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RAMONA’S TABLE
Owners: 
Charlie Palm and Jackie Ziehm

Location: 2232 Wealthy St. SE, Gaslight Village, East Grand Rapids

Hours: 10:30 a.m. to 8 p.m. Monday through Saturday; Private parties available upon request.

Fare: Boutique deli focussed on farm-to-table, locally sourced ingredients in sandwiches, wraps and salads, plus homemade pastries. It offers RT2U carry-out and home-delivered meals every Tuesday and Thursday, and also specializes in catering.

Ambience: Dark wood tables and a fireplace help create a modern and cozy setting for casual lunch and dinner conversation. Order off the menu, pay for it at the counter and food is delivered to the table.

Phone: 616-459-8500
Website: www.ramonastable.com
Facebook: RamonasTable
Twitter: @ramonastable
Email: info@ramonastable.com

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Appetizer round

The first items brought to the table are from the catering menu.

From blue jeans to black tie, Ramona’s Table caters private parties, private airline catering and events on-site and has additional seating capacity outside during the warmer months.

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A couple of platters filled with candied bacon, stuffed cherry tomatoes, chipotle BBQ meatballs and Ramona’s signature boursin cheese bruschetta.

Stellafly: Hey, guys, thanks for joining us. Tell us about the impact social media has on your everyday life.

Chance: I had my own social media network because the morning radio show I hosted was my life. I shared everything that was happening within my life, so, when that went away, it was just a natural extension to still be able to have an audience and still be able to share it. Now, I found the business world and the personal world kind of merge. There’s that overlap between the two, which I kind of like.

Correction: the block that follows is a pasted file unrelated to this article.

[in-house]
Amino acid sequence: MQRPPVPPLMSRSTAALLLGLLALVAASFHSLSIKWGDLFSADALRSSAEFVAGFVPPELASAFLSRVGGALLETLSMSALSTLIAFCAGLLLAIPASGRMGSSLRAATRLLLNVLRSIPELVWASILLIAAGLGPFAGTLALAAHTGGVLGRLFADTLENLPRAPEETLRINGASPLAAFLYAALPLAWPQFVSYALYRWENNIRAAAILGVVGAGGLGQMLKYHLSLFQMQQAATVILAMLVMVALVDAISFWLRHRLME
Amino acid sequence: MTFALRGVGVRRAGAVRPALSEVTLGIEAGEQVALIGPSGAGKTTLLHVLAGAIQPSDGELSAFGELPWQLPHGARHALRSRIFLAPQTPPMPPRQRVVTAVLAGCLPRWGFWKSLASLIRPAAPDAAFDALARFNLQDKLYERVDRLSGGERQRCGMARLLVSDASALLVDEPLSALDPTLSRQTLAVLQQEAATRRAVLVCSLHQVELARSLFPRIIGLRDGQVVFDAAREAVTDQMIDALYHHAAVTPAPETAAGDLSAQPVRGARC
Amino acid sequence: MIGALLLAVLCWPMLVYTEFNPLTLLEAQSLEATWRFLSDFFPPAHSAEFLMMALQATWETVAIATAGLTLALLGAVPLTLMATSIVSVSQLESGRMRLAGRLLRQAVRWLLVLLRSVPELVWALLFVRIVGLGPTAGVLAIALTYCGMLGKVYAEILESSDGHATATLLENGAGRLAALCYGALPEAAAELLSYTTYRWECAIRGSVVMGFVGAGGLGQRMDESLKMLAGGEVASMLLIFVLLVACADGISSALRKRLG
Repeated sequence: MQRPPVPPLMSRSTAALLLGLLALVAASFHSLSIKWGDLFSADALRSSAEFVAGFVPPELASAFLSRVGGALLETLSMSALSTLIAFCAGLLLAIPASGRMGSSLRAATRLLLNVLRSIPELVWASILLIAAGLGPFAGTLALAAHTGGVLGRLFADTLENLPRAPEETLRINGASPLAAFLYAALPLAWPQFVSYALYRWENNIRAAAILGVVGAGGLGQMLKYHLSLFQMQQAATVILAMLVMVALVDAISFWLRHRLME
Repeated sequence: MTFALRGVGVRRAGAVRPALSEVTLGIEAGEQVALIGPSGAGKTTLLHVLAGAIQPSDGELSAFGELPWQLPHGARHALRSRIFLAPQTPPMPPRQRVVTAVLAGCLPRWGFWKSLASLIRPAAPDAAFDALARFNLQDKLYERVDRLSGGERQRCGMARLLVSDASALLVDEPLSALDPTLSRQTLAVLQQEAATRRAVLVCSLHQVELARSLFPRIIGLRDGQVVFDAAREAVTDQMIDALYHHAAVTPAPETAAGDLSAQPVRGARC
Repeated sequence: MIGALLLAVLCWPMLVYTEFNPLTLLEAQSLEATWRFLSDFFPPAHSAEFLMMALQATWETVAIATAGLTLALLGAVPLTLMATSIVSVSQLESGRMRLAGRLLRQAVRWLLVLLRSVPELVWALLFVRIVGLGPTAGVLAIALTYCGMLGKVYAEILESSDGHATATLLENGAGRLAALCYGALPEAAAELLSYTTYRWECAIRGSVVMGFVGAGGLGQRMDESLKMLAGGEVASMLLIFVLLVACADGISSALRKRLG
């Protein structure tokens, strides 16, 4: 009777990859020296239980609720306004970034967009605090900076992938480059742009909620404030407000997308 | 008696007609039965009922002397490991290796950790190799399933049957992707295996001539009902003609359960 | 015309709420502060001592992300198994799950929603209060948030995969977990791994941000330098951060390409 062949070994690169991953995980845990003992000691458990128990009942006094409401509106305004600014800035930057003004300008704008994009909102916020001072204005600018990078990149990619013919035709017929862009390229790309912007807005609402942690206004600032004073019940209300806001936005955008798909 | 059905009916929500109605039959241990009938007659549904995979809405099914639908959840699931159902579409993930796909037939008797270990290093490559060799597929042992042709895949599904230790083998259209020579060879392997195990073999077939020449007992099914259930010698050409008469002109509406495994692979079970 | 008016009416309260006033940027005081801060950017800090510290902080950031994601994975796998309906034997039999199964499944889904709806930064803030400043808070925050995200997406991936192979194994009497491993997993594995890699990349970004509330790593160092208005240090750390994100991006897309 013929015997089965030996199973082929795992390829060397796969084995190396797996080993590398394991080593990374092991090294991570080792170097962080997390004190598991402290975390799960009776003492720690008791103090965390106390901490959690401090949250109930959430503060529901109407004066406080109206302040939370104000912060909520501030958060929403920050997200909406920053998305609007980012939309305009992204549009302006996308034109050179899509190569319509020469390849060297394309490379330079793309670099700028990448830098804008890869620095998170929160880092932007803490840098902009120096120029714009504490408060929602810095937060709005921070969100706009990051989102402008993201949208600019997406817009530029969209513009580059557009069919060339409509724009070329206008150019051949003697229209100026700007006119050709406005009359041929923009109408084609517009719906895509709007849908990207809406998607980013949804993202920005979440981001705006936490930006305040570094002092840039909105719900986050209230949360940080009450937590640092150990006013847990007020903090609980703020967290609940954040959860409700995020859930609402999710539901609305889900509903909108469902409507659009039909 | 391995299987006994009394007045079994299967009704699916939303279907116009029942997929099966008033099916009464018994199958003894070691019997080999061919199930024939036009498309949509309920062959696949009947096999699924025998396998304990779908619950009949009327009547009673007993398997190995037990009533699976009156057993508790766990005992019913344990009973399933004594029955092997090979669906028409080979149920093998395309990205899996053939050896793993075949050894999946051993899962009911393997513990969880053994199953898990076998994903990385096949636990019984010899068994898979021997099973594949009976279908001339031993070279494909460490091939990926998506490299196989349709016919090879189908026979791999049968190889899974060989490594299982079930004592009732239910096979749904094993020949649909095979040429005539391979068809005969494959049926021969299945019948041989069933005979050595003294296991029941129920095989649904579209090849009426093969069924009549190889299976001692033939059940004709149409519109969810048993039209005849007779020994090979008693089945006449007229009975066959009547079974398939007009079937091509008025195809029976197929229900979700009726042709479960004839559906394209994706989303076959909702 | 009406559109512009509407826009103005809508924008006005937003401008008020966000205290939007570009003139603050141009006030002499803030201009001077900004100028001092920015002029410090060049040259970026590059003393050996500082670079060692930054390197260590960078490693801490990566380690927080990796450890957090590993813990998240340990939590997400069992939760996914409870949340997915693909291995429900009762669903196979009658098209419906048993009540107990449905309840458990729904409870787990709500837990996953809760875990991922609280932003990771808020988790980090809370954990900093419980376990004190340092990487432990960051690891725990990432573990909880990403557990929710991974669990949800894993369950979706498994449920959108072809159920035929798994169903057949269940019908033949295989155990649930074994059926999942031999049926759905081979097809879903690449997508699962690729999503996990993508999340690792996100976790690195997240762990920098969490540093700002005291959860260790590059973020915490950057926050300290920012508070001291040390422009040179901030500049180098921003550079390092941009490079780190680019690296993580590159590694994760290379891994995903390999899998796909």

You’re still able to get that feeling of connection with people, who are no longer listeners that are now readers, of what’s going on in my personal life. I think George and I are the same where our personal lives and business lives get blurred a lot. It becomes the same.

Aquino: Except, people know my wife’s name, people don’t know his girlfriend’s name.

Chance: (laughter) You know why? It’s your wife.

Aquino: Actually, my Facebook page, during work, I usually don’t mess around with it too much. Except during meals. I started Facebook just as an opportunity to connect with my friends in the Philippines.

Once I started posting what I do and I started my blog, what I’m doing in Grand Rapids, all these strangers started finding me. I’ve maybe friended 100 people, but then I realized when you’re out in the public and I started writing for MLive and The Press, every day, there’s always people who are following me or reading my articles. There’s a mix there. You really mesh your professional and your personal lives.

But if you love what you do and you’re passionate about it, it doesn’t feel like it’s work.

I’m posting what I eat and who I’m out with, but the impact on people, if they see you eating, it’s funny how if people read a positive review that restaurant’s business picks up. I was talking to a chef at Bistro Chloe Elan, who said, “My God, ever since you talked about the fish, we were doing five a day and now we’re doing 20. It’s getting exposure. I’ll always be honest, but my goal is promoting Grand Rapids whether it’s food at Ramona’s, an event or the people around. I’ll promote them because this is where I live.